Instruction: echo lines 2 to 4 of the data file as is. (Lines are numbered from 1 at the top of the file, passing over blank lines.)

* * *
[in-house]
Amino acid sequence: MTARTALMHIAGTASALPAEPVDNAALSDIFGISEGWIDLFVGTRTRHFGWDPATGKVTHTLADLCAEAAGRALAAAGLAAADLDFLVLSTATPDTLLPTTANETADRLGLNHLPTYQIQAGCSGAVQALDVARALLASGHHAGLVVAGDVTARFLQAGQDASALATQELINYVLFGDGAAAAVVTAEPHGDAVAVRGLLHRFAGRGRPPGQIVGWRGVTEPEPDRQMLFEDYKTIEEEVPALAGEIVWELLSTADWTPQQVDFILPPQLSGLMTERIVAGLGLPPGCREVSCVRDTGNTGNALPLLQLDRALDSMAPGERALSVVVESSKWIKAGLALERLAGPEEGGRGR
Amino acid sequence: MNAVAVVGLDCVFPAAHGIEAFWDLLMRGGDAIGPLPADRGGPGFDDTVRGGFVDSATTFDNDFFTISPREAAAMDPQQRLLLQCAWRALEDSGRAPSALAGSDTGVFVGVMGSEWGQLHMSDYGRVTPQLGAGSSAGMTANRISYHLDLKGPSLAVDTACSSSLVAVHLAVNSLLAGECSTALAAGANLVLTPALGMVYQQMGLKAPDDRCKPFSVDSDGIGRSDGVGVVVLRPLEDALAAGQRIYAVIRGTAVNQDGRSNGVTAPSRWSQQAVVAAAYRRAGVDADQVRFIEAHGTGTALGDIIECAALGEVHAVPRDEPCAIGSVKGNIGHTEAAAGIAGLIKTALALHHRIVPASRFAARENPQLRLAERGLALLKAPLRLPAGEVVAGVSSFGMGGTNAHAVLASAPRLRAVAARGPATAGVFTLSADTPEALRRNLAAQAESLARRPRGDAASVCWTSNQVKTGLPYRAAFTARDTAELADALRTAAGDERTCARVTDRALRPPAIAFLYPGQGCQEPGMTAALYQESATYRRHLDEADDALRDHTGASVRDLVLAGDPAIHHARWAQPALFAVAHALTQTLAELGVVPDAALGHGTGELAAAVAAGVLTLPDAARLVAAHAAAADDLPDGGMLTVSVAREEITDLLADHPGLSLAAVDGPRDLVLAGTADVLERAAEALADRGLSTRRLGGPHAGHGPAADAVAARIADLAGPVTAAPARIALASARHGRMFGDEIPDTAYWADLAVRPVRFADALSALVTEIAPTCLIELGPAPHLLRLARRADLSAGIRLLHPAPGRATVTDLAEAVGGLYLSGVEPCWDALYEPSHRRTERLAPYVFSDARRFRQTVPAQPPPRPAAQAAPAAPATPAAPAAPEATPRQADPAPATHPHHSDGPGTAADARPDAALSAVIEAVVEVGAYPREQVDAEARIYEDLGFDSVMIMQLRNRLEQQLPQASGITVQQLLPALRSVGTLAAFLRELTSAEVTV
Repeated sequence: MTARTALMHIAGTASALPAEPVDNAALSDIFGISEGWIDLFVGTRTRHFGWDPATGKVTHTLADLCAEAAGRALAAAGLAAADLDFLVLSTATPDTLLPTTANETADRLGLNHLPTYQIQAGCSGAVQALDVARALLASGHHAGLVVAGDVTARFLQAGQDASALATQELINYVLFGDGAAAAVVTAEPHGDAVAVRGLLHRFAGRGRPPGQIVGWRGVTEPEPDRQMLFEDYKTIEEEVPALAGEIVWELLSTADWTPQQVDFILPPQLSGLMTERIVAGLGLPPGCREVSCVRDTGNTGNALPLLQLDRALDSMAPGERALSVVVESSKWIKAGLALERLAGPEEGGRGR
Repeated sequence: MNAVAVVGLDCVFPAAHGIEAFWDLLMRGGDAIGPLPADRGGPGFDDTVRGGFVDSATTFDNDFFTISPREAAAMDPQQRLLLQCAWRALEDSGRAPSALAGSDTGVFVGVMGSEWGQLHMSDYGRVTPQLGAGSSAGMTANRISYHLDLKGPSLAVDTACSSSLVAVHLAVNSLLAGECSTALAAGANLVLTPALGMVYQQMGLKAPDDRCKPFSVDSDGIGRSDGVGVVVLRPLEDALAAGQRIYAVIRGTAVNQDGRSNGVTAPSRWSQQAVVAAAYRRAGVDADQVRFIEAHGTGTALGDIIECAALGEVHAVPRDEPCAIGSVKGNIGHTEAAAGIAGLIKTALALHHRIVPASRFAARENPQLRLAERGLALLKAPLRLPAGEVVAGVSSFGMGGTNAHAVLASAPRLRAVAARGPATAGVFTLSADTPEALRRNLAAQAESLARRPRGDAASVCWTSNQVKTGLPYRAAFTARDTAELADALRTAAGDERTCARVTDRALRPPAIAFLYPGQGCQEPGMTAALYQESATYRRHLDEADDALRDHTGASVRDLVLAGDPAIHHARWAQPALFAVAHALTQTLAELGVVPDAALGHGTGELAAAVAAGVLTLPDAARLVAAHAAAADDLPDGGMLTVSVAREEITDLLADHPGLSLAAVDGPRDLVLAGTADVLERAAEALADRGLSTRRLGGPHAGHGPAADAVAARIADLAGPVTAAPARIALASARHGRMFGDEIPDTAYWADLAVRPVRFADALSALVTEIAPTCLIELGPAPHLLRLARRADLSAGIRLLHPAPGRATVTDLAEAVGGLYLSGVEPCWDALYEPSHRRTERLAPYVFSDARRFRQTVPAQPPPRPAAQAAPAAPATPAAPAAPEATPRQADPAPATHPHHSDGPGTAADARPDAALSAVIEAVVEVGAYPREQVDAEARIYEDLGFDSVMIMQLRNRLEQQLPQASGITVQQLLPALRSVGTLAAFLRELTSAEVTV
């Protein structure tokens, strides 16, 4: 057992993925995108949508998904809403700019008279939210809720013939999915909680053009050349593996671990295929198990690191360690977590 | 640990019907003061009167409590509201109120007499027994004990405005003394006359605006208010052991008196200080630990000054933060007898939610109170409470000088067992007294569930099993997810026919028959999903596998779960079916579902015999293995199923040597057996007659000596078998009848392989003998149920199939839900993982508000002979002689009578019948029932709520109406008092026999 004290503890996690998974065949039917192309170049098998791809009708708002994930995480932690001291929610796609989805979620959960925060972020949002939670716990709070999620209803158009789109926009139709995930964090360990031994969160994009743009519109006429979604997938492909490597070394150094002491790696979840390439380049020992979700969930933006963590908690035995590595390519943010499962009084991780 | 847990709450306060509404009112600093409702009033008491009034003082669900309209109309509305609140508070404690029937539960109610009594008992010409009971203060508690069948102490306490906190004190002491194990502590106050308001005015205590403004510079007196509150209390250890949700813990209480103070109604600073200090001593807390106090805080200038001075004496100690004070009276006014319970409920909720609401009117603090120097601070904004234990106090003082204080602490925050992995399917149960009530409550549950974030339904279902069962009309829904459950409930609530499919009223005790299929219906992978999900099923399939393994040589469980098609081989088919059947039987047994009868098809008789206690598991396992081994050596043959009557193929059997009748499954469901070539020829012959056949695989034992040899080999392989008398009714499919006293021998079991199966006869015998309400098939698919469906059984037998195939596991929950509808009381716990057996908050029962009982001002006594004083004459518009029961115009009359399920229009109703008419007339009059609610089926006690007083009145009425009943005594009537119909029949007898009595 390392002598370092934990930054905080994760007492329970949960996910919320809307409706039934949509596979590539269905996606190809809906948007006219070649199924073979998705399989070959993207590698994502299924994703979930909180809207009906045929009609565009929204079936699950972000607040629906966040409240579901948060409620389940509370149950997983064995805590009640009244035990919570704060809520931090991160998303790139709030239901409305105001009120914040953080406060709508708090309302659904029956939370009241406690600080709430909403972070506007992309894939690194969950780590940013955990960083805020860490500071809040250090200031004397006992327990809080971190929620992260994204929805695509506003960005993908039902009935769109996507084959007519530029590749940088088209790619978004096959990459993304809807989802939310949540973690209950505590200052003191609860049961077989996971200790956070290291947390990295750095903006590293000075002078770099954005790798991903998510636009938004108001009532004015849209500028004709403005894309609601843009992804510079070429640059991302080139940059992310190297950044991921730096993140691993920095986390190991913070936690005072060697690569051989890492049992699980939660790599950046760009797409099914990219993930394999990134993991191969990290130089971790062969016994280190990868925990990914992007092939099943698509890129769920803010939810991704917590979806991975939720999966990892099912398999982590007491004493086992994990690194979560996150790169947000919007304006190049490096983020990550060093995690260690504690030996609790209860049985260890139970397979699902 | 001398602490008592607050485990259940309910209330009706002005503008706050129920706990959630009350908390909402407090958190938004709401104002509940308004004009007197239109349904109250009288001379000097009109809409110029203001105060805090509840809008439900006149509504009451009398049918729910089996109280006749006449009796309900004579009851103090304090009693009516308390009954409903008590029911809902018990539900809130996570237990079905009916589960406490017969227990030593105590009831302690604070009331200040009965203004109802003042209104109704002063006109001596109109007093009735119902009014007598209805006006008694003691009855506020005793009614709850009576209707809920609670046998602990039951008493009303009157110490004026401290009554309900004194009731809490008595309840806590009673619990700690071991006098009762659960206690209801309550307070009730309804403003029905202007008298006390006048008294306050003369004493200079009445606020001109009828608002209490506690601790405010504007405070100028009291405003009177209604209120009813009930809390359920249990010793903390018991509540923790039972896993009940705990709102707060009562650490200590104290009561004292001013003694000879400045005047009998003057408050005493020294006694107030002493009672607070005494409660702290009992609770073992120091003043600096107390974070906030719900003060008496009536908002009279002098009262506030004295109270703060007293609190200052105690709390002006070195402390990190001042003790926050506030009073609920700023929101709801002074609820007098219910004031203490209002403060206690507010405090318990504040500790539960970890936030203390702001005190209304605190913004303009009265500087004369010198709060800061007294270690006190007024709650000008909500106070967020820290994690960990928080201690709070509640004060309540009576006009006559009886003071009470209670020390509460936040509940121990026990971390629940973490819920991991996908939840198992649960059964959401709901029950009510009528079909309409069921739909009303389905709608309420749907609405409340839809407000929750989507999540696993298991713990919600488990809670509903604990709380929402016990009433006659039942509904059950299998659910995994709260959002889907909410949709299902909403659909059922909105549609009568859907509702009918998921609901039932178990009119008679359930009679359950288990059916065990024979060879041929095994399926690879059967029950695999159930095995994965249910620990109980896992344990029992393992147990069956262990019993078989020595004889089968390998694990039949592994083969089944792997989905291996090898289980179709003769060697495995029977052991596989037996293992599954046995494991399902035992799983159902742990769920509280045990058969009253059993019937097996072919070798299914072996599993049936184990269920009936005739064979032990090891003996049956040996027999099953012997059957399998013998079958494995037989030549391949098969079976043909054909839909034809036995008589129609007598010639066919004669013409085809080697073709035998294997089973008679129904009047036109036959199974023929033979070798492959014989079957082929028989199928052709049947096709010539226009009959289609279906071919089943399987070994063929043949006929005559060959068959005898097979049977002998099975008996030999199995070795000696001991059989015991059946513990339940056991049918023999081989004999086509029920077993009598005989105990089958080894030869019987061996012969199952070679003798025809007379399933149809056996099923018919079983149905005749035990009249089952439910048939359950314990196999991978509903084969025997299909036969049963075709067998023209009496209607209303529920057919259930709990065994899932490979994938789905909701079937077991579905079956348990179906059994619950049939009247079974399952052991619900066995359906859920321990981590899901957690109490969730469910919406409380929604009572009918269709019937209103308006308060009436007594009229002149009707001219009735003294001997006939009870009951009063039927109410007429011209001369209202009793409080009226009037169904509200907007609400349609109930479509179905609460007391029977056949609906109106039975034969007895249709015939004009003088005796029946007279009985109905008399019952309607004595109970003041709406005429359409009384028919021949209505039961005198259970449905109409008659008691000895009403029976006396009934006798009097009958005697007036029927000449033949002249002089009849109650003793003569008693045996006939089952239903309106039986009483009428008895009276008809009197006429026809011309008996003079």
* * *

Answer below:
Amino acid sequence: MTARTALMHIAGTASALPAEPVDNAALSDIFGISEGWIDLFVGTRTRHFGWDPATGKVTHTLADLCAEAAGRALAAAGLAAADLDFLVLSTATPDTLLPTTANETADRLGLNHLPTYQIQAGCSGAVQALDVARALLASGHHAGLVVAGDVTARFLQAGQDASALATQELINYVLFGDGAAAAVVTAEPHGDAVAVRGLLHRFAGRGRPPGQIVGWRGVTEPEPDRQMLFEDYKTIEEEVPALAGEIVWELLSTADWTPQQVDFILPPQLSGLMTERIVAGLGLPPGCREVSCVRDTGNTGNALPLLQLDRALDSMAPGERALSVVVESSKWIKAGLALERLAGPEEGGRGR
Amino acid sequence: MNAVAVVGLDCVFPAAHGIEAFWDLLMRGGDAIGPLPADRGGPGFDDTVRGGFVDSATTFDNDFFTISPREAAAMDPQQRLLLQCAWRALEDSGRAPSALAGSDTGVFVGVMGSEWGQLHMSDYGRVTPQLGAGSSAGMTANRISYHLDLKGPSLAVDTACSSSLVAVHLAVNSLLAGECSTALAAGANLVLTPALGMVYQQMGLKAPDDRCKPFSVDSDGIGRSDGVGVVVLRPLEDALAAGQRIYAVIRGTAVNQDGRSNGVTAPSRWSQQAVVAAAYRRAGVDADQVRFIEAHGTGTALGDIIECAALGEVHAVPRDEPCAIGSVKGNIGHTEAAAGIAGLIKTALALHHRIVPASRFAARENPQLRLAERGLALLKAPLRLPAGEVVAGVSSFGMGGTNAHAVLASAPRLRAVAARGPATAGVFTLSADTPEALRRNLAAQAESLARRPRGDAASVCWTSNQVKTGLPYRAAFTARDTAELADALRTAAGDERTCARVTDRALRPPAIAFLYPGQGCQEPGMTAALYQESATYRRHLDEADDALRDHTGASVRDLVLAGDPAIHHARWAQPALFAVAHALTQTLAELGVVPDAALGHGTGELAAAVAAGVLTLPDAARLVAAHAAAADDLPDGGMLTVSVAREEITDLLADHPGLSLAAVDGPRDLVLAGTADVLERAAEALADRGLSTRRLGGPHAGHGPAADAVAARIADLAGPVTAAPARIALASARHGRMFGDEIPDTAYWADLAVRPVRFADALSALVTEIAPTCLIELGPAPHLLRLARRADLSAGIRLLHPAPGRATVTDLAEAVGGLYLSGVEPCWDALYEPSHRRTERLAPYVFSDARRFRQTVPAQPPPRPAAQAAPAAPATPAAPAAPEATPRQADPAPATHPHHSDGPGTAADARPDAALSAVIEAVVEVGAYPREQVDAEARIYEDLGFDSVMIMQLRNRLEQQLPQASGITVQQLLPALRSVGTLAAFLRELTSAEVTV
Repeated sequence: MTARTALMHIAGTASALPAEPVDNAALSDIFGISEGWIDLFVGTRTRHFGWDPATGKVTHTLADLCAEAAGRALAAAGLAAADLDFLVLSTATPDTLLPTTANETADRLGLNHLPTYQIQAGCSGAVQALDVARALLASGHHAGLVVAGDVTARFLQAGQDASALATQELINYVLFGDGAAAAVVTAEPHGDAVAVRGLLHRFAGRGRPPGQIVGWRGVTEPEPDRQMLFEDYKTIEEEVPALAGEIVWELLSTADWTPQQVDFILPPQLSGLMTERIVAGLGLPPGCREVSCVRDTGNTGNALPLLQLDRALDSMAPGERALSVVVESSKWIKAGLALERLAGPEEGGRGR